DO YOU FEEL THAT IN EUROPE PEOPLE UNDERSTAND YOUR WORK BETTER?

I don’t know. I used to feel like this way, because we didn’t have any American stores at the beginning, but actually it was Korean and Japanese buyers that got it right away. Italians understand it, too, they take more chances than other European buyers. Now, we have more support in the US and sell at Bergdorf Goodman and Nordstrom for instance.

HOW OFTEN DO YOU COME TO EUROPE?

I travel to Paris and Italy several times a year. There’s nothing glamourous about it by the way, especially when I am in Milan. My factories are everywhere so I will take the 5am train and make sure my hotel is close to the station. It takes about four hours and at the beginning I missed the train so often that I would end up arriving halfway through the fittings. I’m getting better at it though.

DO YOU TRAVEL BY YOURSELF?

Sometimes yes, sometimes no. I get back to the hotel at 1am and have to wake up at 4am to visit the other factories. I like backpacking as well.

IT’S FUNNY, BECAUSE NOBODY TALKS ABOUT THAT SIDE OF THE BUSINESS, THEY’D RATHER FOCUS ON THE SHOWS AND THAT MO- MENT OF EXPOSURE.

My team is small and everyone is involved in many different aspects. I do feel really grateful for where we are now – and I also love to work – but sometimes it gets quite exhausting.


All images courtesy of Peter Do.

DO YOU MANAGE TO GET SOME TIME OFF?

Sometimes I need to physically stop myself from working, or get someone to come in and tell me to get off my phone.

YOU’RE INCREDIBLY HANDS-ON, WHICH IS RARE IN THIS BUSINESS. NOT ONLY DO YOU SPEND ALL THIS TIME DEVELOPING NEW PRODUCTS, YOU ALSO KNOW HOW TO PROMOTE IT YOURSELF ON SOCIAL MEDIA. YOU’RE GIVING THIS YOUR BEST SHOT.

Thank you.

THE FUNNY THING ABOUT THIS INDUSTRY IS THAT PEOPLE FANTASIZE ABOUT GETTING CERTAIN JOBS OR POSITIONS, AND WHEN THEY’RE THERE, THEY REALIZE IT’S NOT WHAT THEY EXPECTED AT ALL. IF IT’S YOUR OWN BRAND, I GUESS IT’S LIKE YOUR CHILD, RIGHT?

Sure. That makes it easier, and harder at the same time. There’s no higher management to tell you what to do. If something bad happens, you have to handle it. I work with friends, too, which is something people often tell you to avoid.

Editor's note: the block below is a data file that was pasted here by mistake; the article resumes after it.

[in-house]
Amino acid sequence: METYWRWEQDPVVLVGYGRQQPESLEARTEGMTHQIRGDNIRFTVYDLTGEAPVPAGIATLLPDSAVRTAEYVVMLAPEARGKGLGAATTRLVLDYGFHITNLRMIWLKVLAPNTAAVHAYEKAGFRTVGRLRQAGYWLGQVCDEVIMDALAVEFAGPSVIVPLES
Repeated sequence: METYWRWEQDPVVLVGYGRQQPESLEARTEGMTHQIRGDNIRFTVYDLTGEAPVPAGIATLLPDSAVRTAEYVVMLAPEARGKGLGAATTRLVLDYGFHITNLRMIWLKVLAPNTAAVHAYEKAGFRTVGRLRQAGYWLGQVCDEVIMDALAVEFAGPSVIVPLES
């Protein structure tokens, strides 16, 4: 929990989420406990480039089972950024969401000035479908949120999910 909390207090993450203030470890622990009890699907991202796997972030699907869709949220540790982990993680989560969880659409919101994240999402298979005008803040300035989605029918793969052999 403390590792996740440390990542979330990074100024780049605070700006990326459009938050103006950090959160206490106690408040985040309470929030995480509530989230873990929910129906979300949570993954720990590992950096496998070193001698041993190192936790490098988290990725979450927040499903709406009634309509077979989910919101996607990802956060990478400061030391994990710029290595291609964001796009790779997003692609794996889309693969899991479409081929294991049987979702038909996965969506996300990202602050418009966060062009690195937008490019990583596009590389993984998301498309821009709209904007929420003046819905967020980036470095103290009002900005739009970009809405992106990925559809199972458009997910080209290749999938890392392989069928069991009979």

YOU’RE PUSHING A LOT OF BOUNDARIES, SO YOU NEED A LOT OF NEGOTIATION.

That was new for all of us. Sometimes you have to be a boss, a nurse, a friend or human resources. The thing is, I always wanted to have a house in New York with integrity and be creatively free. That’s always been my goal, as well as being financially independent.

ARE YOU HAPPY WITH THE RESPONSE FROM BUYERS?

Yes, I am, even though I always think there’s something that needs to be improved, but I guess that’s normal when you are as involved as I am. I like to build up close relationships with stores, and certain journalists as well. I feel that we have this warmth and generosity as a company, which certain people have really responded to. People got annoyed with me at the beginning when I said I refused portraits and didn’t want to show my face in articles, but now they’ve accepted it and acknowledge it as some sort of signature almost. They find it cool now, but it irritated them before.

IT IS HARD TO STAY TRUE TO YOURSELF IN THIS JOB.

It is difficult, but it’s more rewarding in the end, especially in a landscape where everyone likes to show their face so much.

AND NOT JUST THE FACE… (MUTUAL LAUGHTER) THERE’S NOT MUCH DECENCY LEFT TODAY AND PEOPLE SHOW OFF THEIR BABIES, WEDDINGS AND PRIVATE MOMENTS ONLINE. I FIND IT QUITE DISGUSTING ACTUALLY.

You have to keep some things for yourself. The more you give, the more alienated you become.

Peter Do launched his eponymous brand in New York with a group of friends in 2018. Do worked alongside Phoebe Philo for several years, when she was Head Designer at Céline. Blending sophisticated tailoring with unexpected fabrics and directional accessories, his collections have been increasingly well-received, making him a hot name to watch on the New York show calendar. peterdo.net